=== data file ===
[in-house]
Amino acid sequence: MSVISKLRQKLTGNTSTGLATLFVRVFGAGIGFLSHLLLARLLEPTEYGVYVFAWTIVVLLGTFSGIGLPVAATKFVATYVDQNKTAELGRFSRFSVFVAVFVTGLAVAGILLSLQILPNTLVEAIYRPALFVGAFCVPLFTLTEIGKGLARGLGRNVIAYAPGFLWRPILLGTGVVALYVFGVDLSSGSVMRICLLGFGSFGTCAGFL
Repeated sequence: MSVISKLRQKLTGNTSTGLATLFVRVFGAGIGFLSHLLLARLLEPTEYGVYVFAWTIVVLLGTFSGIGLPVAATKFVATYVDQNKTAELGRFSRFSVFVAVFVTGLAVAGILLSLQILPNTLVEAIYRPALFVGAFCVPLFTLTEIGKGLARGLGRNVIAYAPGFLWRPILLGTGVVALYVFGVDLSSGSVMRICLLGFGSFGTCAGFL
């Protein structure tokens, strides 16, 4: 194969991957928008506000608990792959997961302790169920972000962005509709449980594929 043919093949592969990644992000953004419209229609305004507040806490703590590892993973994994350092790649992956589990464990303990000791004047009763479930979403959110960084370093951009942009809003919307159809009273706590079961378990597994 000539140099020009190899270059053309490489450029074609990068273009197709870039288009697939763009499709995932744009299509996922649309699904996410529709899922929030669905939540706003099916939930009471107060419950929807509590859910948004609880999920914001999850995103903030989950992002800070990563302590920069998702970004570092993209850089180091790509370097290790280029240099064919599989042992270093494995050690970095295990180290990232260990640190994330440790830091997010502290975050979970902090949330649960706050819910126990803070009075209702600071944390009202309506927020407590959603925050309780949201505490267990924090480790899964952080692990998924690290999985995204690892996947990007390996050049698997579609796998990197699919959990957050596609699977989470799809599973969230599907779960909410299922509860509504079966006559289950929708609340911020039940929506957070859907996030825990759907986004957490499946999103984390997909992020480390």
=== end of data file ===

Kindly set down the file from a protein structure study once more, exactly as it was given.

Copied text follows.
[in-house]
Amino acid sequence: MSVISKLRQKLTGNTSTGLATLFVRVFGAGIGFLSHLLLARLLEPTEYGVYVFAWTIVVLLGTFSGIGLPVAATKFVATYVDQNKTAELGRFSRFSVFVAVFVTGLAVAGILLSLQILPNTLVEAIYRPALFVGAFCVPLFTLTEIGKGLARGLGRNVIAYAPGFLWRPILLGTGVVALYVFGVDLSSGSVMRICLLGFGSFGTCAGFL
Repeated sequence: MSVISKLRQKLTGNTSTGLATLFVRVFGAGIGFLSHLLLARLLEPTEYGVYVFAWTIVVLLGTFSGIGLPVAATKFVATYVDQNKTAELGRFSRFSVFVAVFVTGLAVAGILLSLQILPNTLVEAIYRPALFVGAFCVPLFTLTEIGKGLARGLGRNVIAYAPGFLWRPILLGTGVVALYVFGVDLSSGSVMRICLLGFGSFGTCAGFL
């Protein structure tokens, strides 16, 4: 194969991957928008506000608990792959997961302790169920972000962005509709449980594929 043919093949592969990644992000953004419209229609305004507040806490703590590892993973994994350092790649992956589990464990303990000791004047009763479930979403959110960084370093951009942009809003919307159809009273706590079961378990597994 000539140099020009190899270059053309490489450029074609990068273009197709870039288009697939763009499709995932744009299509996922649309699904996410529709899922929030669905939540706003099916939930009471107060419950929807509590859910948004609880999920914001999850995103903030989950992002800070990563302590920069998702970004570092993209850089180091790509370097290790280029240099064919599989042992270093494995050690970095295990180290990232260990640190994330440790830091997010502290975050979970902090949330649960706050819910126990803070009075209702600071944390009202309506927020407590959603925050309780949201505490267990924090480790899964952080692990998924690290999985995204690892996947990007390996050049698997579609796998990197699919959990957050596609699977989470799809599973969230599907779960909410299922509860509504079966006559289950929708609340911020039940929506957070859907996030825990759907986004957490499946999103984390997909992020480390």